I’m going to do all this reading and research anyway… might as well share what I learn!
NEWS
+
VIEWS
November 30 2019

fire impacts on communities that don’t burn, scientists underestimate climate impacts, bad grades on our energy report card, growth of offshore wind power

The Los Angeles Times has an important article that describes the ongoing impact of the Camp Fire, over a year later, on Chico, a town that was not in the burn area. Residents of the burn area fled to Chico, which overnight saw its population increase by over 20%. This has strained police resources, the wastewater treatment plant and virtually every other public service required by the new residents (most of whom are not paying property taxes or sewer fees).

An op-ed in Time discusses why we should trust science, focusing in detail on how claims are evaluated in the scientific community. An article in the Guardian examines why it is frequently the case that scientists have underestimated the impacts and risks of climate change. An op-ed in the New York Times describes the evidence that climate change is occurring much faster than previously estimated by scientists…

read more
November 15 2019

Paris exit countdown begins, regenerative agriculture as a climate solution, sea level rise is inflating another real estate bubble, the sand wars in Florida’s future, climate change highlights electrical-grid weakness

The New York Times reports that the Trump administration has formally notified the United Nations that the United States intends to withdraw from the Paris Agreement on climate change. The action begins a yearlong countdown to the formal exit, which would be the day after the 2020 Presidential election. Trump’s supporters say this move is a positive step; a spokesman for The Climate Mobilization calls it “a betrayal of the next generation.” While a Democratic president will undoubtedly request that the U.S. rejoin the agreement, our nation is demonstrating itself to be an unreliable international partner who is completely uninterested in the welfare of other nations.

The self-defeating foolishness of this decision is described well by former Secretary of State, John Kerry, and former Secretary of Defense, Chuck Hagel, in an op-ed in the Washington Post (I made a less-effective effort in an earlier blog post, We Will Always Have Paris). In an op-ed in the Guardian, Elizabeth Warren describes her opposition to this decision, which will raise the issue of climate change to further prominence in the 2020 election. Even the U.S. Chamber of Commerce now supports the U.S. staying in the Paris Agreement. It is hard to imagine how harshly history will judge Trump’s move to exit the Paris Accord…

read more

IN BRIEF: PAST
CLIMATE NEWS

MORE MY TAKES
 

NEWS
+
VIEWS
I’m going to do all this reading and research anyway… might as well share what I learn!
November 30 2019

fire impacts on communities that don’t burn, scientists underestimate climate impacts, bad grades on our energy report card, growth of offshore wind power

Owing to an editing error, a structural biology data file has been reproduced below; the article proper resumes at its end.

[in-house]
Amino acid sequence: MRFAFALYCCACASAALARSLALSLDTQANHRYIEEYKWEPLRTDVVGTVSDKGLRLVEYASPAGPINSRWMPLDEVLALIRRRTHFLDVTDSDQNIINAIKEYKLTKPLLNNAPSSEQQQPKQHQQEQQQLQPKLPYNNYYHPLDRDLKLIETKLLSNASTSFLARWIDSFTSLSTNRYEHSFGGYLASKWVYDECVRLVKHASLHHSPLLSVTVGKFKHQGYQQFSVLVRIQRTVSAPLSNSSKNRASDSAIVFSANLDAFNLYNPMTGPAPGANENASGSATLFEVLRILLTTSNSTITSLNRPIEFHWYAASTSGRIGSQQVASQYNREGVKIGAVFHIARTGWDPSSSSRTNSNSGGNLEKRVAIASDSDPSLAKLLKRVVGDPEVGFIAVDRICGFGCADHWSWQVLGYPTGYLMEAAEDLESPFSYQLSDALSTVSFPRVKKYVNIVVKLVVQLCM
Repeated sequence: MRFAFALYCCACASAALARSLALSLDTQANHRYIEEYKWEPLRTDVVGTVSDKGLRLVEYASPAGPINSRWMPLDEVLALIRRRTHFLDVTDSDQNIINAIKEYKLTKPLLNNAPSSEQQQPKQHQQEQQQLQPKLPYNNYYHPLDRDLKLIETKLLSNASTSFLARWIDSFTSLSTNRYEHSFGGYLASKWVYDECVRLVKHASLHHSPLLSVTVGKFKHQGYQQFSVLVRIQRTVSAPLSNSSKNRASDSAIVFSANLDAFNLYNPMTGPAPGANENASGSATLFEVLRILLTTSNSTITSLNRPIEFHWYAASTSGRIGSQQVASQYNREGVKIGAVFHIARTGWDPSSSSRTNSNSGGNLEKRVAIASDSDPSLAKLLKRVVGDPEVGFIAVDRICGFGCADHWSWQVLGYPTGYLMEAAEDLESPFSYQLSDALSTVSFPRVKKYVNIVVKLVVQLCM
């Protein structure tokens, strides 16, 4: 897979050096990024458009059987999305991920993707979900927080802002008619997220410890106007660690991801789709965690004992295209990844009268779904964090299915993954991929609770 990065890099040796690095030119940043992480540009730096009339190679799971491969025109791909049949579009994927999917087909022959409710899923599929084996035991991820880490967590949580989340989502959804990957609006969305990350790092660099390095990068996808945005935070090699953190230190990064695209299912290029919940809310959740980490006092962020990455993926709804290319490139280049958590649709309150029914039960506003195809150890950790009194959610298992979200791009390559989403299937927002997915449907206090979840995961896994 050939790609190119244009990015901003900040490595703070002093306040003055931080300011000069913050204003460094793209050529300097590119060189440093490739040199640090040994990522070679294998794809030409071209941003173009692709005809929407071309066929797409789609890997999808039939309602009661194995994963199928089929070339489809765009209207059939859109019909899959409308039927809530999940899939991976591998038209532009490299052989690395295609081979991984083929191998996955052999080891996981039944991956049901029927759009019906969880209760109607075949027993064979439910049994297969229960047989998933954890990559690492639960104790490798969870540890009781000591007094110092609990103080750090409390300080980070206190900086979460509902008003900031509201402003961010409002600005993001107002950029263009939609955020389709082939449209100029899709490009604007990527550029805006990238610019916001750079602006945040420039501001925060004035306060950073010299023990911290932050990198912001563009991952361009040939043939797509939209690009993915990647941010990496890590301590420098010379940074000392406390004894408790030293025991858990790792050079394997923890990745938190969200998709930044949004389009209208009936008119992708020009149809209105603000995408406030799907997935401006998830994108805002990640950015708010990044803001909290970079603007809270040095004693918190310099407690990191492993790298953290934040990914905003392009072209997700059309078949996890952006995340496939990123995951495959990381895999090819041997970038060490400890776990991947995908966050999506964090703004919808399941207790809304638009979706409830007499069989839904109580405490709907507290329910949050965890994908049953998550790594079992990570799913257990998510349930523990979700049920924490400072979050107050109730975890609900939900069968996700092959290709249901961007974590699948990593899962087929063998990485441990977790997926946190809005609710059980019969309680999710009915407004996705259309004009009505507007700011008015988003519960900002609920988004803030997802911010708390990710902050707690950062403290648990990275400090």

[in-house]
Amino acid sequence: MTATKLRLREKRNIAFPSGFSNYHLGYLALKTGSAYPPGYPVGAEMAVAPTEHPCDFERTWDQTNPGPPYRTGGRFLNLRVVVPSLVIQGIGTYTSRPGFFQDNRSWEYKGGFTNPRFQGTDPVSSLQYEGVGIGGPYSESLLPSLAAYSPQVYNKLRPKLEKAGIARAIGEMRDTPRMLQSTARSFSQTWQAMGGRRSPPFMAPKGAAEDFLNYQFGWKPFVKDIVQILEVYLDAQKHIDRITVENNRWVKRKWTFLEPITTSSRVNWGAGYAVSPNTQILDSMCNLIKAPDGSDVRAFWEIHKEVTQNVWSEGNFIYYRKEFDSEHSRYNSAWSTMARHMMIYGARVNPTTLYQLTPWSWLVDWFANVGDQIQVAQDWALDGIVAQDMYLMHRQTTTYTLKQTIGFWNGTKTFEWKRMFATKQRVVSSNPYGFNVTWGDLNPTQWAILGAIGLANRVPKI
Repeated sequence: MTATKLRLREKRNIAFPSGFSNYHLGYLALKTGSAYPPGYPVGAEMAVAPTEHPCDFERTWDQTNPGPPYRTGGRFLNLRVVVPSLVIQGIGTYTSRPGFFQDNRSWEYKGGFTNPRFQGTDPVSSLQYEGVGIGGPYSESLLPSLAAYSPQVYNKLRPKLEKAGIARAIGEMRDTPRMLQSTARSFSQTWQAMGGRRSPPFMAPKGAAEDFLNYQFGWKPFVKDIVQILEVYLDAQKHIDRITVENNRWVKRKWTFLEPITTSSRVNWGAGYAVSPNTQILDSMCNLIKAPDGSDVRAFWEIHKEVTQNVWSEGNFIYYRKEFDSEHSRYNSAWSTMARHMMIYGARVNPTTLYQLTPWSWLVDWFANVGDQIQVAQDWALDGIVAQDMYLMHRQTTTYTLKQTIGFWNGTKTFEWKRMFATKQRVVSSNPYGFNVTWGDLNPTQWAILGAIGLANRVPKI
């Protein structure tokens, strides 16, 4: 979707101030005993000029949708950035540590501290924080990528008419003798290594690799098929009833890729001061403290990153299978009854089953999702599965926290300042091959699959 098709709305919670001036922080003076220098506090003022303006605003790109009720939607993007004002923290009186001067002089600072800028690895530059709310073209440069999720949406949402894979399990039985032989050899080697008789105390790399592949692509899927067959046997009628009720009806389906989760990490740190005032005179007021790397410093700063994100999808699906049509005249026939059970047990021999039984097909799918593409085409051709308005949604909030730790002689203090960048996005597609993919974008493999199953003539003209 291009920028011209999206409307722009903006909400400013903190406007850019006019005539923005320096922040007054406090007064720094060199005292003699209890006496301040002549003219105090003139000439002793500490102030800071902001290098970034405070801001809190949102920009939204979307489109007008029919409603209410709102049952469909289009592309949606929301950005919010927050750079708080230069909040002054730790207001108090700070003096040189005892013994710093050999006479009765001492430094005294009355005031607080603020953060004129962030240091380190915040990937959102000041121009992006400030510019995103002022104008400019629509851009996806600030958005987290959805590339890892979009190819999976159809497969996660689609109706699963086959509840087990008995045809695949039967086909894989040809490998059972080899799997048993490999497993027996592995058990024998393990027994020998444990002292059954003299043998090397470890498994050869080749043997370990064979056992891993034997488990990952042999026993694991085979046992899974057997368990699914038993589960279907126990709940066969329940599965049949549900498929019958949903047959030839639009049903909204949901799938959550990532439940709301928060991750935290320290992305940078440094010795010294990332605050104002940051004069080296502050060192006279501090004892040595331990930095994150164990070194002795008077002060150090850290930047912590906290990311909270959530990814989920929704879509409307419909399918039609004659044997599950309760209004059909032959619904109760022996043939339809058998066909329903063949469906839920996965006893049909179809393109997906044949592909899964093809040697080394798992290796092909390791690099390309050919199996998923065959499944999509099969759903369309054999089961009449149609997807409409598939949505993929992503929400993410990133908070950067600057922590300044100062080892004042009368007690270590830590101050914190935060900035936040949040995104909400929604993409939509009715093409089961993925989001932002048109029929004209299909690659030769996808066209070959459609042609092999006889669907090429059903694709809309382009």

The Los Angeles Times has an important article that describes the ongoing impact of the Camp Fire, over a year later, on Chico, a town that was not in the burn area. Residents of the burn area fled to Chico, which overnight saw its population increase by over 20%. This has strained police resources, the wastewater treatment plant and virtually every other public service required by the new residents (most of whom are not paying property taxes or sewer fees).

An op-ed in Time discusses why we should trust science, focusing in detail on how claims are evaluated in the scientific community. An article in the Guardian examines why it is frequently the case that scientists have underestimated the impacts and risks of climate change. An op-ed in the New York Times describes the evidence that climate change is occurring much faster than previously estimated by scientists…

read more
November 15 2019

Paris exit countdown begins, regenerative agriculture as a climate solution, sea level rise is inflating another real estate bubble, the sand wars in Florida’s future, climate change highlights electrical-grid weakness

The New York Times reports that the Trump administration has formally notified the United Nations that the United States intends to withdraw from the Paris Agreement on climate change. The action begins a yearlong countdown to the formal exit, which would be the day after the 2020 Presidential election. Trump’s supporters say this move is a positive step; a spokesman for The Climate Mobilization calls it “a betrayal of the next generation.” While a Democratic president will undoubtedly request that the U.S. rejoin the agreement, our nation is demonstrating itself to be an unreliable international partner who is completely uninterested in the welfare of other nations.

The self-defeating foolishness of this decision is described well by former Secretary of State, John Kerry, and former Secretary of Defense, Chuck Hagel, in an op-ed in the Washington Post (I made a less-effective effort in an earlier blog post, We Will Always Have Paris). In an op-ed in the Guardian, Elizabeth Warren describes her opposition to this decision, which will raise the issue of climate change to further prominence in the 2020 election. Even the U.S. Chamber of Commerce now supports the U.S. staying in the Paris Agreement. It is hard to imagine how harshly history will judge Trump’s move to exit the Paris Accord…

read more

IN BRIEF: PAST
CLIMATE NEWS

MORE MY TAKES